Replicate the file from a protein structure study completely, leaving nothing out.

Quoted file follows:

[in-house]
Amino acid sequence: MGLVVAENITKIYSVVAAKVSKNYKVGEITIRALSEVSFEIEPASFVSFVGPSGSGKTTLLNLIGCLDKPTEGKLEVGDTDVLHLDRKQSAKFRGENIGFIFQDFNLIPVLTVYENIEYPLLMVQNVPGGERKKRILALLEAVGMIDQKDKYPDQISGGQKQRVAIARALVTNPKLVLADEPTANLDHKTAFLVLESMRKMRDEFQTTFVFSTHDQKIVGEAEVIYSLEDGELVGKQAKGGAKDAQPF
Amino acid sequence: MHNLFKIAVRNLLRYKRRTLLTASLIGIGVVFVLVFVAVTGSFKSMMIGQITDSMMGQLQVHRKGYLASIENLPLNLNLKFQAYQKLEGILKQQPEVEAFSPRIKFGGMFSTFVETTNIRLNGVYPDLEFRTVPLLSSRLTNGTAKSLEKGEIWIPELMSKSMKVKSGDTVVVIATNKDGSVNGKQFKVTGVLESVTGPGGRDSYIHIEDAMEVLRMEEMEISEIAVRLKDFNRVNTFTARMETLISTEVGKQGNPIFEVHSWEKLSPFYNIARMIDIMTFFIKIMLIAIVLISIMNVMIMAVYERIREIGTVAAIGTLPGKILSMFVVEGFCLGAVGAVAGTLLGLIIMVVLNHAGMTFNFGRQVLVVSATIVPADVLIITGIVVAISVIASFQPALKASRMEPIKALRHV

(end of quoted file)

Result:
[in-house]
Amino acid sequence: MGLVVAENITKIYSVVAAKVSKNYKVGEITIRALSEVSFEIEPASFVSFVGPSGSGKTTLLNLIGCLDKPTEGKLEVGDTDVLHLDRKQSAKFRGENIGFIFQDFNLIPVLTVYENIEYPLLMVQNVPGGERKKRILALLEAVGMIDQKDKYPDQISGGQKQRVAIARALVTNPKLVLADEPTANLDHKTAFLVLESMRKMRDEFQTTFVFSTHDQKIVGEAEVIYSLEDGELVGKQAKGGAKDAQPF
Amino acid sequence: MHNLFKIAVRNLLRYKRRTLLTASLIGIGVVFVLVFVAVTGSFKSMMIGQITDSMMGQLQVHRKGYLASIENLPLNLNLKFQAYQKLEGILKQQPEVEAFSPRIKFGGMFSTFVETTNIRLNGVYPDLEFRTVPLLSSRLTNGTAKSLEKGEIWIPELMSKSMKVKSGDTVVVIATNKDGSVNGKQFKVTGVLESVTGPGGRDSYIHIEDAMEVLRMEEMEISEIAVRLKDFNRVNTFTARMETLISTEVGKQGNPIFEVHSWEKLSPFYNIARMIDIMTFFIKIMLIAIVLISIMNVMIMAVYERIREIGTVAAIGTLPGKILSMFVVEGFCLGAVGAVAGTLLGLIIMVVLNHAGMTFNFGRQVLVVSATIVPADVLIITGIVVAISVIASFQPALKASRMEPIKALRHV